This is not true. It would be true if by adding cold water you were
increasing the total flow rate out of the shower head. But the flow
rate out the shower head is basically fixed, so mixing in cold water
reduces the amount of hot water being used.
In other words, given a shower flow rate, desired shower temperature
and incoming cold water temperature, the power (energy per unit time)
that is required (flow rate) * (temperature rise required), for
suitable units. It doesn't matter whether you use that power to heat
a little bit of your shower water a lot, and then dilute it with cold,
or use it to heat all the shower water a little bit.
The one place that lowering your hot water temperature will save
energy is if you use a tank-style water heater. This reduces the
temperature differential between the hot water in the tank and the
environment, so it reduces the rate of heat loss. This savings by
reducing the hot water temperature is independent of consumption,
Everyone who has raised teenagers knows that by lowering the water
heater temperature, you reduce consumption, as they will take shorter
showers because the hot water runs out.
Around here, since we have become ecologically aware, the cost of water
is higher than the cost of heating it, so reducing consumption can save
me quite a bit.
The Graywater from just a shower alone is probably not enough to
economically justify a heat exchanger.
However, if you run a dishwasher, the wastewater from one complete
cycle will usually be hot enough and of sufficient quantity to
consider the possiblity of some sort of heat exchanger. This
combined with a shower graywater system and you might save some money.
The conventional solution is a large, insulated graywater tank that
contains a heat exchanger (copper coils) ahead of your regular hot
water heater. The insulation preservers the temperature gradient to
keep the hottest water at the top where the largest surface area of
the exchange coils are located. The copper supply line must be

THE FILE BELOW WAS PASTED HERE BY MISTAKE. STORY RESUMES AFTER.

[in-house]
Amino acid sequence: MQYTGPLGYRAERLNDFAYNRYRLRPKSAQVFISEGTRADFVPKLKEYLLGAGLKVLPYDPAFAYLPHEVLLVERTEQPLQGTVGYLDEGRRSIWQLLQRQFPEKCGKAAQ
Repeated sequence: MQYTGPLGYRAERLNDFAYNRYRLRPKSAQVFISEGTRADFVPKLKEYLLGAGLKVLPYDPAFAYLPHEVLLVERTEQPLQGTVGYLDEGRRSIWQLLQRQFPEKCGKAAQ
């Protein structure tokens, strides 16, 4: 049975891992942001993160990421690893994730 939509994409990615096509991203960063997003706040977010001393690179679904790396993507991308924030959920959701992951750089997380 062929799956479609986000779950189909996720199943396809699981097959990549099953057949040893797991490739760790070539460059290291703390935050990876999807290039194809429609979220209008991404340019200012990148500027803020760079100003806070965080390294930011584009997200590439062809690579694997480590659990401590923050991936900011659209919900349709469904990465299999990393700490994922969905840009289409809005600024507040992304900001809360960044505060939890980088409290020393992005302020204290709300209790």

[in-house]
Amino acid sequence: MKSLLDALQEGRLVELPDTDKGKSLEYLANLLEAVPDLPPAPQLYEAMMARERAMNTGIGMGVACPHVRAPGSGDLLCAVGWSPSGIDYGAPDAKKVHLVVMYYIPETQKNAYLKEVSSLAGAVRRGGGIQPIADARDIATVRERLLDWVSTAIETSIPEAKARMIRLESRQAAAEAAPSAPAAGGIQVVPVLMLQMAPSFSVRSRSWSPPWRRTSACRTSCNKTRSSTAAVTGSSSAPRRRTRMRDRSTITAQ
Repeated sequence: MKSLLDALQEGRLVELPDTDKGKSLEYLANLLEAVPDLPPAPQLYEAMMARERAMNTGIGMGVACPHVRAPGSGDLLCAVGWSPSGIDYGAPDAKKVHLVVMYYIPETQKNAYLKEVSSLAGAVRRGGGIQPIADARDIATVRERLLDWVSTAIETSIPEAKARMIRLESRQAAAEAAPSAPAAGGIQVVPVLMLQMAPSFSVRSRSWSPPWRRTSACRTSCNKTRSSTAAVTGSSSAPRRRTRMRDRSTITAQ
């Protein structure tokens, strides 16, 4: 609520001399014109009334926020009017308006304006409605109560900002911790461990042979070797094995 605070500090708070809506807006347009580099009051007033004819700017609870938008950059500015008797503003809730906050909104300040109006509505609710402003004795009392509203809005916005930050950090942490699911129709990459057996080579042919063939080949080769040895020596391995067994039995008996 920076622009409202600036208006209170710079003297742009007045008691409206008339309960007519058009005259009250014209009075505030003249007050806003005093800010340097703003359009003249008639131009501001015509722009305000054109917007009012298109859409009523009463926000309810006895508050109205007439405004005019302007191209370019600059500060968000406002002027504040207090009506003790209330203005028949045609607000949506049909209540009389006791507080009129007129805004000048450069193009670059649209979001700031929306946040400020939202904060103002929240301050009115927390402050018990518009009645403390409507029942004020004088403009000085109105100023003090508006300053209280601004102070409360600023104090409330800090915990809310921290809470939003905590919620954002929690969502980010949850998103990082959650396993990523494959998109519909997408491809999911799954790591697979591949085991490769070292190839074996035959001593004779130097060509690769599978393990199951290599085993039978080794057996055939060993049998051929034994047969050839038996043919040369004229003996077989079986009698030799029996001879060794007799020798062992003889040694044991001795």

isolated from the tank water so that there is no leakage (or
biological hazard from a backflow). Also, since the tank will contain
standing wastewater, some provision of cleaning or flushing the tank
when necessary should be provided.
These are the basic physical requirements. I don't think that most
US plumbing codes allow graywater systems though.
What some codes prohibit is dumping greywater into the ground separate
from the black water system.
There's nothing that prevents you from having a grey water system
that ultimately goes the same place as your black water. Ie:
running grey water into a heat exchanger, and thence into a
sanitary sewer (or septic system).
However, there _may_ be some areas that prohibit grey water in sanitary
Chris Lewis, Una confibula non set est
It\'s not just anyone who gets a Starship Cruiser class named after them.
Well, the shower heat exchanger is simpler, as you know there will be
hot water demand coincident with the drain water, so you don't need a
storage-type heat exhanger.
Also, I would expect that most households have 4-8 times as many
showers as dishwasher cycles. A shower also probably uses more hot
water than a dishwasher cycle (10-15 minutes @ 1 gpm hot water for a
shower, versus 5-10 gallon for a dishwasher cycle).
So I think that shower grey water heat exchange is the best place to
the heated waste water heats up the drain pipes in the basement so most
of the heat is recovered keeping your basement warm and dry...
check the temperature of the waste water that leaves your house...it's
not much to recover
Considering they were almost giving these away a while back, they were
worth it. You simply put the coil in-line with the supply line to your
water heater and it reduces the load. If you insulate it, it'll do more.
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